Apple Pay is available in Canada starting Tuesday and in Australia on Thursday, however, Apple Pay is limited initially to American Express cards.
American Express cardholders represent just 8.2 per cent of the Canadian market, according to the Nilson Report, while the service is limited to only those merchants who currently accept AmEx cards.
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In the U.S., where Apple Pay started in October 2014, the service will expand Tuesday to more than 100 additional card issuers — mostly smaller banks and credit unions. Apple Pay already accepts Visa, MasterCard, American Express and Discover cards from most major banks. In the U.K., Tesco and TSB banks will join Apple Pay on Tuesday.
The developments come a few months after Google launched its own tap-and-pay service, Android Pay, while Samsung started Samsung Pay. Both are for Android phones, while Apple Pay requires iPhones.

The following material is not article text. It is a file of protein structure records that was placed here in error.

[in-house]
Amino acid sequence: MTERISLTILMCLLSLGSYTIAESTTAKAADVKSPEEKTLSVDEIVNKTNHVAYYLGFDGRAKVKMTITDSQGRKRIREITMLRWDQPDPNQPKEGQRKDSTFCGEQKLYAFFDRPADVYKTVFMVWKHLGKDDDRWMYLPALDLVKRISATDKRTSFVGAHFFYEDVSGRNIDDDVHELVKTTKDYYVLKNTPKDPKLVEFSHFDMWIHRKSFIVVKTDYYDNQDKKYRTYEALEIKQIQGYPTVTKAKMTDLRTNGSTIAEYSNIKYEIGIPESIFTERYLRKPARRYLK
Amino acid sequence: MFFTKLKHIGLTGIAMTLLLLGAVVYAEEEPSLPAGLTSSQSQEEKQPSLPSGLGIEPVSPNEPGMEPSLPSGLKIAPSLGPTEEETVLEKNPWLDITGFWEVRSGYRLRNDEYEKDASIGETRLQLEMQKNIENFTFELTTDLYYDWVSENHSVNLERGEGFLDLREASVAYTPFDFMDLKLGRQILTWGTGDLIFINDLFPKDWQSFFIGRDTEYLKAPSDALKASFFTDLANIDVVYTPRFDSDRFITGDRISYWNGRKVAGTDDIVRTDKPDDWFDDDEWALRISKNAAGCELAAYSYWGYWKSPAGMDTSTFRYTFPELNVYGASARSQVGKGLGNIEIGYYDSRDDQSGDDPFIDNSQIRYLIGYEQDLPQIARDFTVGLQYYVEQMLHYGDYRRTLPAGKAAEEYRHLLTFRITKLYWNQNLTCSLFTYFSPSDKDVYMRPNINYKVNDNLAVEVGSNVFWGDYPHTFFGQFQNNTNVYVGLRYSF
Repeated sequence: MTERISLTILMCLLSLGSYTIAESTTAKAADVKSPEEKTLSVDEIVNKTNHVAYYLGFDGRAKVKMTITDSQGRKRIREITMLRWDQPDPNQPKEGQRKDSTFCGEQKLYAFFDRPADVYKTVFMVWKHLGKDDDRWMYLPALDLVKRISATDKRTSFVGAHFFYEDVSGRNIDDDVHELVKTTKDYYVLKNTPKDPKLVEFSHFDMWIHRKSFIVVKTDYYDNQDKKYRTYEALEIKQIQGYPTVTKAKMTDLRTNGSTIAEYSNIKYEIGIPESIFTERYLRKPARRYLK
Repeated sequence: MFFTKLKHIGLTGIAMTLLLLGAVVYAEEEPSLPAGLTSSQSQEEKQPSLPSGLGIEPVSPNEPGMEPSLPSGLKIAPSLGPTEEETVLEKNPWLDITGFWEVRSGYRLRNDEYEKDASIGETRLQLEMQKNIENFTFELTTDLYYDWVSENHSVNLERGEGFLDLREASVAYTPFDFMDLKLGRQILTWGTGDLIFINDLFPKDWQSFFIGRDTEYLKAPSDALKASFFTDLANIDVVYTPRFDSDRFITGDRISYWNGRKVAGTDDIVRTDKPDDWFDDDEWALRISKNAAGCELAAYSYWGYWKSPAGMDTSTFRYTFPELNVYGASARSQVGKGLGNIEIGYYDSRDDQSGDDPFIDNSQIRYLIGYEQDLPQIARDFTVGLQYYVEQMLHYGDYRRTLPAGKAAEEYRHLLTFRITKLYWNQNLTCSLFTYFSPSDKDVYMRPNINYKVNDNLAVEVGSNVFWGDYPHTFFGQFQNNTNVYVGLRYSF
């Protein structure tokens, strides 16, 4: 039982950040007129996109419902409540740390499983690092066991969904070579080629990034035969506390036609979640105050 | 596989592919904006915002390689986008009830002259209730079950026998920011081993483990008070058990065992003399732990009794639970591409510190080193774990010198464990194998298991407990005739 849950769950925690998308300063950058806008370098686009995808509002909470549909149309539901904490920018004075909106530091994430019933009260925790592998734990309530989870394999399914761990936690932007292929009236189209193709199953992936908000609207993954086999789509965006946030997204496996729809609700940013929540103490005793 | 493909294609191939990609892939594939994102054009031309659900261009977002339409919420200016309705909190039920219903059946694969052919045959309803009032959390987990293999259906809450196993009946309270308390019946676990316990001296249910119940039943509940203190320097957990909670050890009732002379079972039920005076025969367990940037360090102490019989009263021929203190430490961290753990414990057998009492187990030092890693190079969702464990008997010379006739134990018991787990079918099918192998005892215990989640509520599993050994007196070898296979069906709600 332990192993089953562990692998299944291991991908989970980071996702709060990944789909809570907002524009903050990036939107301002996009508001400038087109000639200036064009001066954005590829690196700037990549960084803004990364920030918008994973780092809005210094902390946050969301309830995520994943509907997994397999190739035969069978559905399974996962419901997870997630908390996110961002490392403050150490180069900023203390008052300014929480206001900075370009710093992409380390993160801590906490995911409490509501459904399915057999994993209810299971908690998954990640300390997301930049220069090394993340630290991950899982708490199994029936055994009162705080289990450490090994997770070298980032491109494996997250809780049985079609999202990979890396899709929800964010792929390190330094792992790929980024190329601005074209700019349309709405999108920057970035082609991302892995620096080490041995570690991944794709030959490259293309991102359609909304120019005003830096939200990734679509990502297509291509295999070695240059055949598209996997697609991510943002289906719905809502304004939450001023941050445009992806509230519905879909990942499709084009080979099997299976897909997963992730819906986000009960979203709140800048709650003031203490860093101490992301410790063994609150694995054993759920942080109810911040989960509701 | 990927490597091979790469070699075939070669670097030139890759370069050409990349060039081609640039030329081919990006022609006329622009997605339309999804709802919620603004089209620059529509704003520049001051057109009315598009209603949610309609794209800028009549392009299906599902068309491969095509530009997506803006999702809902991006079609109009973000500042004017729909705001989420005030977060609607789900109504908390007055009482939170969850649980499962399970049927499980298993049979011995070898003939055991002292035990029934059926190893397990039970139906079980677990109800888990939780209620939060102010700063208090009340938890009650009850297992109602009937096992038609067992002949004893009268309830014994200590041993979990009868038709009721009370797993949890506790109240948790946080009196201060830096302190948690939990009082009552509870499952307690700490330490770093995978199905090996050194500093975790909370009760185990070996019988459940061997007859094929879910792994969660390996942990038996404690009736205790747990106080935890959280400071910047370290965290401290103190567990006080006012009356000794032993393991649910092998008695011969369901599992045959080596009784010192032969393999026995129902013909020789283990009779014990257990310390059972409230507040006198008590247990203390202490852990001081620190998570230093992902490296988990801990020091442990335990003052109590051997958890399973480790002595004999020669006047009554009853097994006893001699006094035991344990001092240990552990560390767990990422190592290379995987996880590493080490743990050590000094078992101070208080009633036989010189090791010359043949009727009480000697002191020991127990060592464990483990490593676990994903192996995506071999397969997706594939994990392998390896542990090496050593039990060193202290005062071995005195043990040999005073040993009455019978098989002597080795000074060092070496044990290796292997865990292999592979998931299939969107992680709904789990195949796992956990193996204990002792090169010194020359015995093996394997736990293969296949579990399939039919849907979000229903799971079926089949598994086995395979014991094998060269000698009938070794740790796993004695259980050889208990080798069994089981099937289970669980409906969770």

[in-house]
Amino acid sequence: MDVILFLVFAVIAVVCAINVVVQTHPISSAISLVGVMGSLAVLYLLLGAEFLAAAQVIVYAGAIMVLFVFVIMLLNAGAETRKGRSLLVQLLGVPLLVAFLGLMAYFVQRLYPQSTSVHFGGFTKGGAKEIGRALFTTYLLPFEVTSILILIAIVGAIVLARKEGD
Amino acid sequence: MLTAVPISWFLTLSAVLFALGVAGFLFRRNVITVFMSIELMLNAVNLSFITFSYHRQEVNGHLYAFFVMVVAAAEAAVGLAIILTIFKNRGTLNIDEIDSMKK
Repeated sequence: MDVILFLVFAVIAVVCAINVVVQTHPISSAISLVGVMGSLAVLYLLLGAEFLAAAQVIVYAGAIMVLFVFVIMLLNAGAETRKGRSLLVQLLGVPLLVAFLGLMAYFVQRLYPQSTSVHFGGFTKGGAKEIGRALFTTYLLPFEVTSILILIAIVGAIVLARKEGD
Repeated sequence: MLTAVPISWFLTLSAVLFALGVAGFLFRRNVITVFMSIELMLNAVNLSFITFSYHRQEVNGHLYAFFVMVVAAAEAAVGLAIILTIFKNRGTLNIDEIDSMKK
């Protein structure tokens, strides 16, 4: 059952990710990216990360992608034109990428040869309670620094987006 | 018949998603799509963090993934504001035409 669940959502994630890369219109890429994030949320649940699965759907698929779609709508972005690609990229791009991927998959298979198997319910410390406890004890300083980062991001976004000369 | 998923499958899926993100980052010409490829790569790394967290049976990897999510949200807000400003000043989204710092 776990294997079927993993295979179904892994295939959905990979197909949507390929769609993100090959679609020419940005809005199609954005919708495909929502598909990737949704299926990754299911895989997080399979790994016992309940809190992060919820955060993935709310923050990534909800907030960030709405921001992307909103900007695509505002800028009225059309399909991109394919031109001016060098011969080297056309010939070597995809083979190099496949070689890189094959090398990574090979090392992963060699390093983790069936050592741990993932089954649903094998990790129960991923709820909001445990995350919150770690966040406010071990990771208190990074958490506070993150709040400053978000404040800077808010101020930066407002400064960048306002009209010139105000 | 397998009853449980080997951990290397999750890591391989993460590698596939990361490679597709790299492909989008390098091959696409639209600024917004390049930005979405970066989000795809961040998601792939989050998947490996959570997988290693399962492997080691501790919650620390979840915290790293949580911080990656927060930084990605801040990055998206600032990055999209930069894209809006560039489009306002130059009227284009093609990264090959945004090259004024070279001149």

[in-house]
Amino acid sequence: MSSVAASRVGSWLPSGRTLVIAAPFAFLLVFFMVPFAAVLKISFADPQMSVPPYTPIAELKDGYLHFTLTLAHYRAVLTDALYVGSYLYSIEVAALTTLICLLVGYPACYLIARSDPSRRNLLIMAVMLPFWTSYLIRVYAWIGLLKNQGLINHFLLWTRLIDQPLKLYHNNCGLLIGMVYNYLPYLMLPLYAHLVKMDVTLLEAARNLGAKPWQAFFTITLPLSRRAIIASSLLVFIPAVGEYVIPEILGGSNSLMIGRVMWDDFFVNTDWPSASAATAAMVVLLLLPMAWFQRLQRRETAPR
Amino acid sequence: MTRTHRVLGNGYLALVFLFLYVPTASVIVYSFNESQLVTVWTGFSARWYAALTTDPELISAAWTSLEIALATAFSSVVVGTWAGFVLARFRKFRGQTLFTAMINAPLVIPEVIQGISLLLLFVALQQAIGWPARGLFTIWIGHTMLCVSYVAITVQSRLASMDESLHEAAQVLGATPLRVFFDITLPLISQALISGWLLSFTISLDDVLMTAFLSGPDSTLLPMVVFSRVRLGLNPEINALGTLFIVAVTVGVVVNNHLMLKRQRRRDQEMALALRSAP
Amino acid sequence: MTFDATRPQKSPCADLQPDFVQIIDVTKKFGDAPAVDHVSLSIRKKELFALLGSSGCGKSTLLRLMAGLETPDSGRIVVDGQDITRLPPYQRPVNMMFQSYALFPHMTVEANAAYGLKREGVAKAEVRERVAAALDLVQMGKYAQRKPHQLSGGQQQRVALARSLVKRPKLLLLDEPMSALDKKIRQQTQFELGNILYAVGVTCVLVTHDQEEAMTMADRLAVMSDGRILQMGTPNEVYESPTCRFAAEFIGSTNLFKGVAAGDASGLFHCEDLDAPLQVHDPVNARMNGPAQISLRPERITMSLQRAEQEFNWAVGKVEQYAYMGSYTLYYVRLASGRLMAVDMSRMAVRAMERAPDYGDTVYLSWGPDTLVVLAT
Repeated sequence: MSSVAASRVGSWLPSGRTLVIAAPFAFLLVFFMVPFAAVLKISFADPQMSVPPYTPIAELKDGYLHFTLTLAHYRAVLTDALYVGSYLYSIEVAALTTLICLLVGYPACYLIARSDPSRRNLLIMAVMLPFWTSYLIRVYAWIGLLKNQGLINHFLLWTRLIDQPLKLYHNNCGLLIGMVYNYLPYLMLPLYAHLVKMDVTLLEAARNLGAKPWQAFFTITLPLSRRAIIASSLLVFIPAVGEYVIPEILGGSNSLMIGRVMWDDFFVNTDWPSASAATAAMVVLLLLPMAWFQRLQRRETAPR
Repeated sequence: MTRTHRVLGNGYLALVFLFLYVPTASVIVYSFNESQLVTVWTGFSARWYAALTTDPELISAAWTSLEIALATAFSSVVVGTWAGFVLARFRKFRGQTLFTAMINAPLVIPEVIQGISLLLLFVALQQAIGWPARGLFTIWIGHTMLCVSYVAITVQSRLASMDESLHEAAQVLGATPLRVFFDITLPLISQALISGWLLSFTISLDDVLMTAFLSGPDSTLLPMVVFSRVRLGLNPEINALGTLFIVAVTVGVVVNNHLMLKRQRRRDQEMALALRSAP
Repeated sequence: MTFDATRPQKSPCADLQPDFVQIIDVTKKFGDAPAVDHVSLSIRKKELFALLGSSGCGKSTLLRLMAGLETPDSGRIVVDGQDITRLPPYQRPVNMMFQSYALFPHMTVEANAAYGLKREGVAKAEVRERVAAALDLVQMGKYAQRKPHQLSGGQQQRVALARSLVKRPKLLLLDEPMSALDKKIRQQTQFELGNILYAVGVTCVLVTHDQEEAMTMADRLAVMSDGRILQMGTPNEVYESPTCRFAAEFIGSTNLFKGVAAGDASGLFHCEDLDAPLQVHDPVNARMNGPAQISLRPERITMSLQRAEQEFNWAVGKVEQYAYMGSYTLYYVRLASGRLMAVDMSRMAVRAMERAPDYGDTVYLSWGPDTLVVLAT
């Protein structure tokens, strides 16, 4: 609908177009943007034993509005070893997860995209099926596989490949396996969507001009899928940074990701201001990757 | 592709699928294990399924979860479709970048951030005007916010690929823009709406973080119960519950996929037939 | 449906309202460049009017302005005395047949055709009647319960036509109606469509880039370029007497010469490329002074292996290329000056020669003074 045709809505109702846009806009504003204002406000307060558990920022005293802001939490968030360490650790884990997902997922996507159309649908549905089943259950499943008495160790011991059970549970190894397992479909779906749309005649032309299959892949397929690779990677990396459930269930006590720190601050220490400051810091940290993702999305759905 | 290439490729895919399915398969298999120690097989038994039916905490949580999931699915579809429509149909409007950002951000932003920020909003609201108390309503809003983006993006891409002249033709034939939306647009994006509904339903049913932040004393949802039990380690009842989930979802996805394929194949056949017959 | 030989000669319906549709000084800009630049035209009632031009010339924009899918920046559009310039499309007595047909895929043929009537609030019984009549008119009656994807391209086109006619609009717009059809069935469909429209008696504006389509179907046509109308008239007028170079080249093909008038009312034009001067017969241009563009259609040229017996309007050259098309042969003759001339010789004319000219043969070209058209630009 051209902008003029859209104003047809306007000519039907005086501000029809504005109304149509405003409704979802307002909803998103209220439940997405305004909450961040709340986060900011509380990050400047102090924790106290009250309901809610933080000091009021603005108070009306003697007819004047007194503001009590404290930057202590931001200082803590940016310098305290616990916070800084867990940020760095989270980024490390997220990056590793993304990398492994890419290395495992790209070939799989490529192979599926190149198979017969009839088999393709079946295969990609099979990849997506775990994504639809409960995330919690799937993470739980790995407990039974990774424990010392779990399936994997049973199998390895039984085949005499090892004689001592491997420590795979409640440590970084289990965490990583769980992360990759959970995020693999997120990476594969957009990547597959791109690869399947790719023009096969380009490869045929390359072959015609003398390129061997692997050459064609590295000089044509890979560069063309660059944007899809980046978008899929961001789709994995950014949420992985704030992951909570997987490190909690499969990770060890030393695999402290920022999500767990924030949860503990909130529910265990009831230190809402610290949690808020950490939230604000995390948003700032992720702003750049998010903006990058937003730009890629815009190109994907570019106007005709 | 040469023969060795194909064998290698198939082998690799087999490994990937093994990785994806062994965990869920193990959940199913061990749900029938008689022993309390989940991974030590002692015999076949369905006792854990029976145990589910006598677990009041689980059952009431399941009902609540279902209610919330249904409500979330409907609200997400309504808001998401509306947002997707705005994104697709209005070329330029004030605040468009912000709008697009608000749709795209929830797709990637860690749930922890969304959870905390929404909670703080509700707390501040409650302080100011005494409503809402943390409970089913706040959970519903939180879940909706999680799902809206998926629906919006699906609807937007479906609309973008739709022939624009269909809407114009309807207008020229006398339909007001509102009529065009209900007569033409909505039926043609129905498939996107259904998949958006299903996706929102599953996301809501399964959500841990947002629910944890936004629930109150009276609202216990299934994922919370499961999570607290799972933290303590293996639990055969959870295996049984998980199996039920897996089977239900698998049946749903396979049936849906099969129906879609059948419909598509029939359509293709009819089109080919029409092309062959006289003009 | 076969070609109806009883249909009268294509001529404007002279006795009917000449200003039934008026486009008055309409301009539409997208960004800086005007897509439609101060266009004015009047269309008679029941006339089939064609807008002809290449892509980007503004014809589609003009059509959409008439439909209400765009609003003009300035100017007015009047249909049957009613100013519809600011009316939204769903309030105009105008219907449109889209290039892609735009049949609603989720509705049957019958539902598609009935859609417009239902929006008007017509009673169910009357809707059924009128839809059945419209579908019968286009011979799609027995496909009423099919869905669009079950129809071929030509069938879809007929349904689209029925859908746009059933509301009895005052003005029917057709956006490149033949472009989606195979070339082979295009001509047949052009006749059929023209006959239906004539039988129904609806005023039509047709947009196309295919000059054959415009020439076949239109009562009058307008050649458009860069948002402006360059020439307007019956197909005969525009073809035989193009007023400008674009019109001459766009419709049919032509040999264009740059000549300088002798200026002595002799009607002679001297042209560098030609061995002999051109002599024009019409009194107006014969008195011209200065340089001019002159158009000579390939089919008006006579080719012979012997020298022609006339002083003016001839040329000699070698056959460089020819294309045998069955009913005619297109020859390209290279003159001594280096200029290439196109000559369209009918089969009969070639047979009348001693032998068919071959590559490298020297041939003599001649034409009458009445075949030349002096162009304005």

MORE: Tap payments are surging among Canadian creditcard holders
Jennifer Bailey, Apple’s vice-president for Apple Pay, said the company is starting with American Express in Canada (and Australia) because it’s both the card issuer and the payment-network operator, so co-ordination is easier. With Visa and MasterCard, individual banks issue the cards, and each bank has its own way of verifying a customer’s identity when setting up Apple Pay, for instance.
Meanwhile, Apple is working with makers of various payment machines to bring tapping capabilities to additional merchants, small and large.
When Apple Pay launched, the U.S. had 200,000 tap-capable machines. That’s expected to surpass 1.5 million this year. The growth includes about 100,000 small to medium-sized merchants each month, Apple said.
Apple said Tuesday that Cinnabon will add Apple Pay to all its U.S. locations next year, while Domino’s company-owned pizza stores will get it by year’s end. Earlier, Apple said Starbucks will conduct a pilot this year, with a broader rollout next year, while KFC will launch next spring.
Despite the momentum, several million more U.S. retailers still have older machines that lack the right technology —; a situation that applies to many if not most Canadian merchants, as well.